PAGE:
Tuesday, July 11, 2017

Pitch Perfect (2005) falls flat on its girl power promises

Pitch Perfect lacks girl power
One of the things that excited me about Pitch Perfect was its reputation as a feminist movie. From the trailers and posters I had seen, I intuitively felt like I knew what the movie was going to be: singing and girl power told with a humor that left a lot to be desired. Finally jumping on the bandwagon, I honestly tried to keep an open mind. But nothing really prepared me for the onslaught of mixed messages.

Taking centerstage, rebel queen Becca (Anna Kendrick) wants to be a DJ more than anything. After she begrudgingly accepts her father to pay tuition for college as a backup plan, she joins an all-girls acapella group that's trying to recover from major embarrassment at a prestigious competition. With different ideas and musical styles, she knows she can lead them to victory. But in order to help them to success, she has to earn her spot alongside other newbies and learns that being by herself isn't as necessary as she thinks it is.

For its leading lady, the story sails along as she moves from a loner closing off everyone around her to finding her voice and place in the Barden Bellas. The group itself is filled with misfits just like her, reaching for success everyone hopes to achieve. But knocking down the movie's awesome music and hit-and-miss comedy is that the rest of the girls don't fare in originality or depth.

Everyone around Becca exists to reassure us what trope they represent. The girls might not need men to sustain them, and refreshingly, a majority of their musical prowess is about hitting those high notes and making their dreams come true. As much as that empowerment shimmers with inspiration, supporting characters weaken that united front because they're one-dimensional stereotypes: the ugly dorks, the tomboy, the slut, the fat one, the rebel, the control freak, the lesbian, the ice queen, the kooky foreigner. The movie is not as inclusive as it thinks it is. The proof is in the posters.
Pitch Perfect thinks it's a lot smarter than it is in showing how girls are treated differently in college and the arts than boys. Double standards run rampant with the club's rules to plant cringe-worthy innuendos. While Kendrick gets to play her role as deadpan as possible, her peers are exaggerated caricatures with glimmers of "normal" quirkiness. For instance, the girls aren't allowed to have sex, or even show interest in boys, or they'll be kicked out, except for one girl who sleeps around and everyone openly considers her as a slut. The beacon of eccentricity Rebel Wilson fabulously plays Fat Amy, but she really doesn't do anything besides point out her own weight so the controlling, perfectionist, skinny chicks don't. As the white female characters are backed into skinny, fat, or sexy corners, the minorities aren't treated better as ice queens, kooky foreigners, and the lesbian who comes onto everyone whether they want it or not.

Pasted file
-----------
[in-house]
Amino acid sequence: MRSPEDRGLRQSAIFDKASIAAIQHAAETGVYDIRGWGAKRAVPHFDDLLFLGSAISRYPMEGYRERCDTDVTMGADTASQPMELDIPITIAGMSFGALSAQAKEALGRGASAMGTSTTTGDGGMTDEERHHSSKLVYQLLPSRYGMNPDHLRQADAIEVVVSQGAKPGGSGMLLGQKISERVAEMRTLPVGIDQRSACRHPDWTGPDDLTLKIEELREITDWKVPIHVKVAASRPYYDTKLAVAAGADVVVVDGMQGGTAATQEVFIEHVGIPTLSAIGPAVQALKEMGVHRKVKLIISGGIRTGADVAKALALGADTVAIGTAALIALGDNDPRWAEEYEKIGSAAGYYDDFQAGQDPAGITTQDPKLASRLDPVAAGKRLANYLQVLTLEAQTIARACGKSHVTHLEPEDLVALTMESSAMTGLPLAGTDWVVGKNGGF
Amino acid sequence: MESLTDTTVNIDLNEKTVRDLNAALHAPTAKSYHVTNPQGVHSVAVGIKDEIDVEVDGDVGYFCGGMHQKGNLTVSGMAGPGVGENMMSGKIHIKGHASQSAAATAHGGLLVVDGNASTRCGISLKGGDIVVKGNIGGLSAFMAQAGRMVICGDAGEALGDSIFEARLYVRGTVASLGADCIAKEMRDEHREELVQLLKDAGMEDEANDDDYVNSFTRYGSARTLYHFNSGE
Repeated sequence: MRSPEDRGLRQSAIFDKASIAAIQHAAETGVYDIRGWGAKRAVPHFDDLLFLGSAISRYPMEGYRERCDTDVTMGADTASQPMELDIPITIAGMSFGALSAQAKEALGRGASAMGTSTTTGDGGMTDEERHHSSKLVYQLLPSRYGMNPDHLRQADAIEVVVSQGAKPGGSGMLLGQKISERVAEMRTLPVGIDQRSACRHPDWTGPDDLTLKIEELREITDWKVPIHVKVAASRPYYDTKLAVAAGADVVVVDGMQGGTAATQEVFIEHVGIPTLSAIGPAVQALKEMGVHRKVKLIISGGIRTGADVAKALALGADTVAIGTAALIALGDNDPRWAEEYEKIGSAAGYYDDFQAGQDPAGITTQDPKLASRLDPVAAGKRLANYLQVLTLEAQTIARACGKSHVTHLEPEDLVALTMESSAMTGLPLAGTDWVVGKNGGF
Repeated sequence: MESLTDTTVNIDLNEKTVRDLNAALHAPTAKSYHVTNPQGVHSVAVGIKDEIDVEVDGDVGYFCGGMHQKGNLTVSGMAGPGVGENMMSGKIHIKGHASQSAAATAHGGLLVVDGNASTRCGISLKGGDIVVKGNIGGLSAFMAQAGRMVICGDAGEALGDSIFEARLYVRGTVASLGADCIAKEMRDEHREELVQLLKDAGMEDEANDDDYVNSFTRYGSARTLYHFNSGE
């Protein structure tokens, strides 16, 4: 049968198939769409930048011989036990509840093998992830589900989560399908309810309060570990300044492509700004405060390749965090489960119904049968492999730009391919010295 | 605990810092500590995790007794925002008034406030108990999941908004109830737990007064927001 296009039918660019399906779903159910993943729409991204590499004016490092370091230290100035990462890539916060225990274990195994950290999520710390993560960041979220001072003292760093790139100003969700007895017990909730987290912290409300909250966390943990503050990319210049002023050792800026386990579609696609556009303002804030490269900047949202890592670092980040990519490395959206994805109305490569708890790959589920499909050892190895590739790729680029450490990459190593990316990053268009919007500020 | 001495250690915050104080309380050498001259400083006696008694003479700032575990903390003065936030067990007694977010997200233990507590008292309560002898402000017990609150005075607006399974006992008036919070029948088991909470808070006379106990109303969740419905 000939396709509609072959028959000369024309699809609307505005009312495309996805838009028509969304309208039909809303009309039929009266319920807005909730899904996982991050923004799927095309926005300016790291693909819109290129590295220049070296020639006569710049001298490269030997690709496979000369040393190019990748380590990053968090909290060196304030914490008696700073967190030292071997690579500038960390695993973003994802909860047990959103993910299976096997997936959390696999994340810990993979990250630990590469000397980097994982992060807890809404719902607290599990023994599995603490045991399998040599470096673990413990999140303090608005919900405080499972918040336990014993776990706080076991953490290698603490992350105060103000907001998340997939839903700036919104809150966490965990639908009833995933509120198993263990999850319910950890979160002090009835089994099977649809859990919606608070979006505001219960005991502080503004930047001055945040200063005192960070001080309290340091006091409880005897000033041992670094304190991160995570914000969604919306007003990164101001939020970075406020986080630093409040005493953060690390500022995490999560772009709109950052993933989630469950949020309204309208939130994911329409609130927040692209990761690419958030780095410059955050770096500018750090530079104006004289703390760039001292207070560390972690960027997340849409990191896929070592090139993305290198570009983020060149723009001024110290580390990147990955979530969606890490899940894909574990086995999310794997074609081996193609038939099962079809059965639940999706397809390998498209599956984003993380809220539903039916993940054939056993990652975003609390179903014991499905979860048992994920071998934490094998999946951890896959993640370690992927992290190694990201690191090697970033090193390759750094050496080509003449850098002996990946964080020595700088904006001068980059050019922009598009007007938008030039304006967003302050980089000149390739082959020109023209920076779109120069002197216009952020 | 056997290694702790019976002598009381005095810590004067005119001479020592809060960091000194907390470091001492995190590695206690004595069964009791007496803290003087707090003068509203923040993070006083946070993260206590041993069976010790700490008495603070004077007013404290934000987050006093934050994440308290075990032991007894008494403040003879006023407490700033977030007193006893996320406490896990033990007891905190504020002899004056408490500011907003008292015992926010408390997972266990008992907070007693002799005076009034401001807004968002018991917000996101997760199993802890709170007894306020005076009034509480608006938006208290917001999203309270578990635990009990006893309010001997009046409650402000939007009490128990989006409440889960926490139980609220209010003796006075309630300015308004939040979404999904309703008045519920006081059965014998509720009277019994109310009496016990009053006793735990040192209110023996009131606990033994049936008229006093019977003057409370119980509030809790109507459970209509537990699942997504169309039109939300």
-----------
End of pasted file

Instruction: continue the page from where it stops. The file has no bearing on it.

Annoyingly, the movie doesn't know how to make the characters funny without making them gross, raising the question of why female-driven comedies try to be ten times raunchier than men. As the all-boys acapella groups naturally act dorky, selfish, shy, awkward, etc., the girls are forced to make uncomfortable puke and sex humor seem relatable. For every down-to-earth connection or moment between the girls, the writer employed word-vomit dialogue that felt random and induced second-hand embarrassment. Given that this is an all-female led movie in and about entertainment where boys run the show, it would've been nice to see more originality, smarter risks, and deeper sentiments.

In its better moments, humor and heart find their place. At its core, the women are sarcastic, determined, ambitious, loyal, and headstrong, and do their best with the roles they have. Their journey doesn't pit themselves against each other or use others as rungs on the ladder to a-ca-success. In Kendrick's favor, the adorable cups song put her on the map, and Becca is a great role model. Her story is packed with a lot of layers, but it would've been nice if the group had the same vulnerability and growth.

To be honest, Pitch Perfect is fun, if you can look pass a lot of problems, and I can see myself watching it if happens to be television. (But I'm hesitant to see the sequels since I've heard the characters don't get better). The sisterhood and camaraderie of the group give the cast some material to do the best they can, while the musical sequences are purely catchy. Ultimately, if Glee and Mean Girls didn't throw up all over the story, its potential might not have fallen so flat.

Rating: ★½
Watch instead: HeathersMean Girls
Have you seen Pitch Perfect? What do you think?

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